FOR NEWT GINGRICH, it was an infamous victory. After frantic days cadging for votes among fellow Republicans who do not yet have all the facts about his ethics violations, the Georgia congressman now basks in the glow of re-election as speaker of the House of Representatives, the first Republican to achieve this eminence in 68 years.
In the Washington wonderland, it was "sentence first -- verdict afterwards." Today the House Committee on Standards of Official Conduct is due to open hearings on Mr. Gingrich's acknowledged use of tax-exempt funds for political purposes -- an offense also drawing scrutiny by the Department of Justice and the Internal Revenue Service.
Alone among Maryland's four Republicans, Rep. Constance A. Morella refused to vote for Mr. Gingrich. "To re-elect Speaker Gingrich now, before the Ethics Committee has completed its work, is premature and a disservice to the American people," she said. "I cannot support the speaker without knowing the fTC committee's final recommendation. It is my firm belief that to do so would be to dishonor this House and to abandon principle for partisanship."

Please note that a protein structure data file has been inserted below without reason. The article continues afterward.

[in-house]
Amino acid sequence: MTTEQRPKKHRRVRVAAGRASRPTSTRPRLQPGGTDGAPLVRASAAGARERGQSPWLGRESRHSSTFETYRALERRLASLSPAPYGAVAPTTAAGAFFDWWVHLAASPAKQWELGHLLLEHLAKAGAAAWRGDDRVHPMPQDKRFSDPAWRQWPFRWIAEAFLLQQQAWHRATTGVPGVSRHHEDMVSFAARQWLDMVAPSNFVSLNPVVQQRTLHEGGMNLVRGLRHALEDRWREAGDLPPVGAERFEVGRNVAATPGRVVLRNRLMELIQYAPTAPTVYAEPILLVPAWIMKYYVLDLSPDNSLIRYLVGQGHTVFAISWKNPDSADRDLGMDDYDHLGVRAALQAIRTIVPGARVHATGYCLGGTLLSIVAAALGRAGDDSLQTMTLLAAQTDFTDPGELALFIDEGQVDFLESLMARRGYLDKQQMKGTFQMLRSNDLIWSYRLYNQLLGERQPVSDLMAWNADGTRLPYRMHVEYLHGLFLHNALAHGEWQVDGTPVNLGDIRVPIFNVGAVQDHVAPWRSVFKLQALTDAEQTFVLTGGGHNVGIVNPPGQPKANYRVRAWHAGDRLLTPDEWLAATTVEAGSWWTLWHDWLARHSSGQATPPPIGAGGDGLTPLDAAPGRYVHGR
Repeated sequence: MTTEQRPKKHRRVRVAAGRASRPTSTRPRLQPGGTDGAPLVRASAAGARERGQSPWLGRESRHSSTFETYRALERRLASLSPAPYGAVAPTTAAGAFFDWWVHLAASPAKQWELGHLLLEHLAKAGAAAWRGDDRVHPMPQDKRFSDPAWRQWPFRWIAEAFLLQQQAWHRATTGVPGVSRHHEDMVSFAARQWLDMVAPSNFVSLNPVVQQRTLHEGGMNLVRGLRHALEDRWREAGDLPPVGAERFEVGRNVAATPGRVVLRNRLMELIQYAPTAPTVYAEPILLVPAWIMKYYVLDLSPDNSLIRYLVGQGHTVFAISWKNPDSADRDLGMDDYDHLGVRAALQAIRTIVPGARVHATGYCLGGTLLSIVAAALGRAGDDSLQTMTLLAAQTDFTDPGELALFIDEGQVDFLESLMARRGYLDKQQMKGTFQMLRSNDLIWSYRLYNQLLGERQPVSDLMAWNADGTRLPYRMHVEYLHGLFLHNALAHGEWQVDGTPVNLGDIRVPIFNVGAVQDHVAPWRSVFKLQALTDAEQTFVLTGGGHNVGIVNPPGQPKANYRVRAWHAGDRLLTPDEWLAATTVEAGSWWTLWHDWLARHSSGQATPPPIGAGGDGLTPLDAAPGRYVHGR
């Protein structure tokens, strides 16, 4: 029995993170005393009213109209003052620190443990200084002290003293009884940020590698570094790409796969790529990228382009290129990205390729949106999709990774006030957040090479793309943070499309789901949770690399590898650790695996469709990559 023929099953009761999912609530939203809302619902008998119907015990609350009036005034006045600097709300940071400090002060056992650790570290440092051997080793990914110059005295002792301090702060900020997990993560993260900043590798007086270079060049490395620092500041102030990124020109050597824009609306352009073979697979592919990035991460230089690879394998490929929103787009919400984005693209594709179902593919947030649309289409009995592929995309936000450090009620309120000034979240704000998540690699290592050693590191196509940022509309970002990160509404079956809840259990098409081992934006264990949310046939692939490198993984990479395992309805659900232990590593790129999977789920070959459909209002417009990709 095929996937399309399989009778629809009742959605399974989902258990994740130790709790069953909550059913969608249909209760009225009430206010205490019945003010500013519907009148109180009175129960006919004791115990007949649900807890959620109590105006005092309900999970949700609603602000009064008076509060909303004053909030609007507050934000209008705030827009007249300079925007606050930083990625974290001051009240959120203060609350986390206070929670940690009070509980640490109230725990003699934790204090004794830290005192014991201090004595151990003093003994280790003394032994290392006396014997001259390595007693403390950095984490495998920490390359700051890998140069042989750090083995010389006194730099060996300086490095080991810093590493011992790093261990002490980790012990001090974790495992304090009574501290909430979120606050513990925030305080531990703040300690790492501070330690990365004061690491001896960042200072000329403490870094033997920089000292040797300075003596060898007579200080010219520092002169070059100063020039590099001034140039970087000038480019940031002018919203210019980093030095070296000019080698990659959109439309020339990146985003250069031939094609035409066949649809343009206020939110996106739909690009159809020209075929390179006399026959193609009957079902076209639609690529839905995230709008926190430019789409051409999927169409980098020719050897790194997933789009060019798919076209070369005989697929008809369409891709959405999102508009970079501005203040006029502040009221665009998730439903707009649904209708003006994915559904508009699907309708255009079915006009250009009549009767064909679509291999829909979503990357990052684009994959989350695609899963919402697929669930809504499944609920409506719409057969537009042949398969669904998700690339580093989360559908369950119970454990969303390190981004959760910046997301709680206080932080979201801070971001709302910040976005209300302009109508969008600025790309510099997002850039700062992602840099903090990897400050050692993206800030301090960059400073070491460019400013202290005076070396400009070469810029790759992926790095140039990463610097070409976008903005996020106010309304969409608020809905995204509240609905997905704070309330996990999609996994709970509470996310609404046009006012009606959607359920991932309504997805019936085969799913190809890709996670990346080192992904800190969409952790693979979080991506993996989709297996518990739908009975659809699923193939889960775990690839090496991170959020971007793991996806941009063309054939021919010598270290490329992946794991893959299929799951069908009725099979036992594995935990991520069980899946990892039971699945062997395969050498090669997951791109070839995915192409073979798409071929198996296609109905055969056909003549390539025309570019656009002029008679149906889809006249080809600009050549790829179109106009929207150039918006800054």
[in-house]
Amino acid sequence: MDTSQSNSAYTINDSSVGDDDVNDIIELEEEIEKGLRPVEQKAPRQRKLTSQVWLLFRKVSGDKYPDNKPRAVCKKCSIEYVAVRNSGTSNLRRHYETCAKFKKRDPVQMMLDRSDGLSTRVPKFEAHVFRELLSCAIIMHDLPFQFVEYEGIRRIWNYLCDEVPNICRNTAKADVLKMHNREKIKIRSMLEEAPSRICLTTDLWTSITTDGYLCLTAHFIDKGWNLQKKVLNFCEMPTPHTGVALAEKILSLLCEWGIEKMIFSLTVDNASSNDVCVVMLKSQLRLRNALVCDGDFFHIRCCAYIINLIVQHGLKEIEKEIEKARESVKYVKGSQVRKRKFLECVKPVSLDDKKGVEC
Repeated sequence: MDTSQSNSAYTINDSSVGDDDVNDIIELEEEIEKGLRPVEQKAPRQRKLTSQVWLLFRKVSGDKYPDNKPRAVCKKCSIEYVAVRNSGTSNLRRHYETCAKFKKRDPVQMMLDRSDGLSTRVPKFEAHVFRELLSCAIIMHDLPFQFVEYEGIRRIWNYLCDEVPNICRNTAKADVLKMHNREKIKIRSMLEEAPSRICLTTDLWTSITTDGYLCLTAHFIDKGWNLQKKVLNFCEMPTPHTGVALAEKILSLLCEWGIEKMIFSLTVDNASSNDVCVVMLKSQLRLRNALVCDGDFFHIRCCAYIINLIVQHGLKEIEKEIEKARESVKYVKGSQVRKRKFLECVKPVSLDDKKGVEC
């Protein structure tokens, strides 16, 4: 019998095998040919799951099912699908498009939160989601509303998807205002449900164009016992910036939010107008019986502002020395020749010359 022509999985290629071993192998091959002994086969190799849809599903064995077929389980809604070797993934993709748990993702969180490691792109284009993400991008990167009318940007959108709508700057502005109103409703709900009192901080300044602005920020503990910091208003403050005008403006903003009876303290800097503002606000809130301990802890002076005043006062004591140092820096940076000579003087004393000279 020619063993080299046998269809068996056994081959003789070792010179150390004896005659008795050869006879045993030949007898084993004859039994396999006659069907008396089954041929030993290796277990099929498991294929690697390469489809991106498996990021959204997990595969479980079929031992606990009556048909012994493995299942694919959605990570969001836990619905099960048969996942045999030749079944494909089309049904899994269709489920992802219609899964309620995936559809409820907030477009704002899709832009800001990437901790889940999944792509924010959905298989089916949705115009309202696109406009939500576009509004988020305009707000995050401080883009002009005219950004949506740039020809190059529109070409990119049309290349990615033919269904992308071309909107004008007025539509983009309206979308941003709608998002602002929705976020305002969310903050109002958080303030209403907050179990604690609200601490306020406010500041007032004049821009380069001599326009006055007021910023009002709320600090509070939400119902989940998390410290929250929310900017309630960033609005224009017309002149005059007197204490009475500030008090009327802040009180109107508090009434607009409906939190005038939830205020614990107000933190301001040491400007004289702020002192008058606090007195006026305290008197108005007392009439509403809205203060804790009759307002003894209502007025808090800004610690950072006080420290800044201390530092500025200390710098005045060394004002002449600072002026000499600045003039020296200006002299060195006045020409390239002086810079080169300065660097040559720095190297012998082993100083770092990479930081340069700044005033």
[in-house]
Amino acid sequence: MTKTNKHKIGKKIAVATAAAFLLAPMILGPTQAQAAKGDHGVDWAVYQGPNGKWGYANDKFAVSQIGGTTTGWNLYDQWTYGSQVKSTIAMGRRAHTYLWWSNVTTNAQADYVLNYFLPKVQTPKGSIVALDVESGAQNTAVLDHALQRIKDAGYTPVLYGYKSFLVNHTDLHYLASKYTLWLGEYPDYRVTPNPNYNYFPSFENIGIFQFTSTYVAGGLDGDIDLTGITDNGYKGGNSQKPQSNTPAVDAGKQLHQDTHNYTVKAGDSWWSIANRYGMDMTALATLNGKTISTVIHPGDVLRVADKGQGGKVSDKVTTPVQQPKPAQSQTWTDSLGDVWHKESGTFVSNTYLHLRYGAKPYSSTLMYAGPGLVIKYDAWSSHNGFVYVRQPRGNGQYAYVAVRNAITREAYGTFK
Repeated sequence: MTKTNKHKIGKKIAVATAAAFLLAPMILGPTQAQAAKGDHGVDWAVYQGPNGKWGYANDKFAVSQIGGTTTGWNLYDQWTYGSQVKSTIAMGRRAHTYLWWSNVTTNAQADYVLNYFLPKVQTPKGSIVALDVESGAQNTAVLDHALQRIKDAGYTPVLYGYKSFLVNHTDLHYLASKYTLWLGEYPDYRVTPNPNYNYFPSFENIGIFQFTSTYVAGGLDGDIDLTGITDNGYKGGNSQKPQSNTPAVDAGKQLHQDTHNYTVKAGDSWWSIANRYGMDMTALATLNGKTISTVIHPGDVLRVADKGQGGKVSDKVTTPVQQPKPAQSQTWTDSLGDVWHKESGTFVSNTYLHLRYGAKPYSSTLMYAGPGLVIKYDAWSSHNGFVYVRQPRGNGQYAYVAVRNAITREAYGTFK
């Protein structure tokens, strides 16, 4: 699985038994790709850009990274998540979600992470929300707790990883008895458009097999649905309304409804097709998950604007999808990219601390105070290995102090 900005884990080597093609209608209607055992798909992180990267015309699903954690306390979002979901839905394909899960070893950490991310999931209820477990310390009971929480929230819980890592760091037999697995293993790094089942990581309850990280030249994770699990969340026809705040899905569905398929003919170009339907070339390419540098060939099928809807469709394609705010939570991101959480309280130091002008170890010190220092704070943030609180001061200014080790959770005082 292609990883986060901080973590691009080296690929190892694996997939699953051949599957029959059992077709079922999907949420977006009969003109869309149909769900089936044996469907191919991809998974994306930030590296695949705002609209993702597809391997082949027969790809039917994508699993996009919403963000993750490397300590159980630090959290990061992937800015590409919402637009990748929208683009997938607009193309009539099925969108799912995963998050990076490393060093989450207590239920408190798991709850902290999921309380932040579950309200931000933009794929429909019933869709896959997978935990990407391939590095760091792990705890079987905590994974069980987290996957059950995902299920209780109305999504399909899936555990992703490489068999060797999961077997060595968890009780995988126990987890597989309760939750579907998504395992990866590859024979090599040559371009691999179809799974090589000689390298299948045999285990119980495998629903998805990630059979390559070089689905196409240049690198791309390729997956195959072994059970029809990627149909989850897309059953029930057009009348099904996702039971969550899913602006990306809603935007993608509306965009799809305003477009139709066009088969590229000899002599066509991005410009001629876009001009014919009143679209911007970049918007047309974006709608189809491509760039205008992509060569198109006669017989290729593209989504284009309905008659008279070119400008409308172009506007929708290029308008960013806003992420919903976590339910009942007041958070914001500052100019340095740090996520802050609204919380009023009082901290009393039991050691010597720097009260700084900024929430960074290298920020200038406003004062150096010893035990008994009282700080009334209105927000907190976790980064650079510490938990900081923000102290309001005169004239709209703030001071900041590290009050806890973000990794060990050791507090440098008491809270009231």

Her strong stand contrasted with the decision of Rep. Robert L. Ehrlich Jr., who recently expressed misgivings about Mr. Gingrich's false statements to the ethics committee but ended up going along with the House leadership. Also going along, perhaps to get along, were Reps. Wayne T. Gilchrest and Roscoe G. Bartlett. They will face another roll call, after the ethics committee completes its hearings, to decide what punishment, if any, should be imposed on the speaker they have endorsed.
Contrite but eloquent, the chastened speaker stood before House members assembled for the convening of the 105th Congress and apologized three times: First, for being "too brash, too self-confident or too pushy"; second, for bringing "controversy or inappropriate attention to the House," and, third, for causing "difficulty" partly thorough "the natural process of partisan competition." He did not speak to the specifics of the charges against him.
It was a poignant occasion, not least because Mr. Gingrich spoke stirringly about lofty matters -- race, drugs, ignorance and rehabilitation of the nation's capital. Once again, citizens could glimpse a politician of enormous vision whose very talents have undercut his prestige and hurt his party. Only ten of the 227 Republicans had dared to rebuff him. Only Democrats could rejoice from a spectacle that will diminish the GOP's ability to hector President Clinton and advance the Republican agenda.
Pub Date: 1/08/97